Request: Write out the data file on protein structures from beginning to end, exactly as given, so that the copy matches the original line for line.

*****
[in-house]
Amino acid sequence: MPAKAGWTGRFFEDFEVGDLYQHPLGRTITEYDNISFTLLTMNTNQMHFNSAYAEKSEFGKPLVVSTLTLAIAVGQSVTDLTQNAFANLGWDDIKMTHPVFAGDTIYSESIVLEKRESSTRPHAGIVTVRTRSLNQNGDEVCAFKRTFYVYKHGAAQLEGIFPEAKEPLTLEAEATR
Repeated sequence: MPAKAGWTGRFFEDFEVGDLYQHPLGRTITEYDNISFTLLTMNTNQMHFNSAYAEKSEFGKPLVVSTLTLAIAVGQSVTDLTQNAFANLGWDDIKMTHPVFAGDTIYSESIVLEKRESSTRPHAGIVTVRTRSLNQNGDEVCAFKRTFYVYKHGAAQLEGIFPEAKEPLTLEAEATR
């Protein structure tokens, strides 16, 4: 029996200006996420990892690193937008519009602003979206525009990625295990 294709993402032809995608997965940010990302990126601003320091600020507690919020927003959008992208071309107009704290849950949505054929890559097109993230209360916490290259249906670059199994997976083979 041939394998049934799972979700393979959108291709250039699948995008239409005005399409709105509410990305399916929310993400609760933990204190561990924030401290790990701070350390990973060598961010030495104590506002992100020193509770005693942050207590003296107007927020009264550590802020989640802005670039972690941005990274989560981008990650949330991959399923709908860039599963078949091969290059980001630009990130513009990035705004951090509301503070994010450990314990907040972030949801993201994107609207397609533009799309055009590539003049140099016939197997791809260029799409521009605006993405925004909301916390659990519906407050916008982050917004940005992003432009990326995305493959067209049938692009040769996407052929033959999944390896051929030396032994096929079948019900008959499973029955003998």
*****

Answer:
[in-house]
Amino acid sequence: MPAKAGWTGRFFEDFEVGDLYQHPLGRTITEYDNISFTLLTMNTNQMHFNSAYAEKSEFGKPLVVSTLTLAIAVGQSVTDLTQNAFANLGWDDIKMTHPVFAGDTIYSESIVLEKRESSTRPHAGIVTVRTRSLNQNGDEVCAFKRTFYVYKHGAAQLEGIFPEAKEPLTLEAEATR
Repeated sequence: MPAKAGWTGRFFEDFEVGDLYQHPLGRTITEYDNISFTLLTMNTNQMHFNSAYAEKSEFGKPLVVSTLTLAIAVGQSVTDLTQNAFANLGWDDIKMTHPVFAGDTIYSESIVLEKRESSTRPHAGIVTVRTRSLNQNGDEVCAFKRTFYVYKHGAAQLEGIFPEAKEPLTLEAEATR
């Protein structure tokens, strides 16, 4: 029996200006996420990892690193937008519009602003979206525009990625295990 294709993402032809995608997965940010990302990126601003320091600020507690919020927003959008992208071309107009704290849950949505054929890559097109993230209360916490290259249906670059199994997976083979 041939394998049934799972979700393979959108291709250039699948995008239409005005399409709105509410990305399916929310993400609760933990204190561990924030401290790990701070350390990973060598961010030495104590506002992100020193509770005693942050207590003296107007927020009264550590802020989640802005670039972690941005990274989560981008990650949330991959399923709908860039599963078949091969290059980001630009990130513009990035705004951090509301503070994010450990314990907040972030949801993201994107609207397609533009799309055009590539003049140099016939197997791809260029799409521009605006993405925004909301916390659990519906407050916008982050917004940005992003432009990326995305493959067209049938692009040769996407052929033959999944390896051929030396032994096929079948019900008959499973029955003998």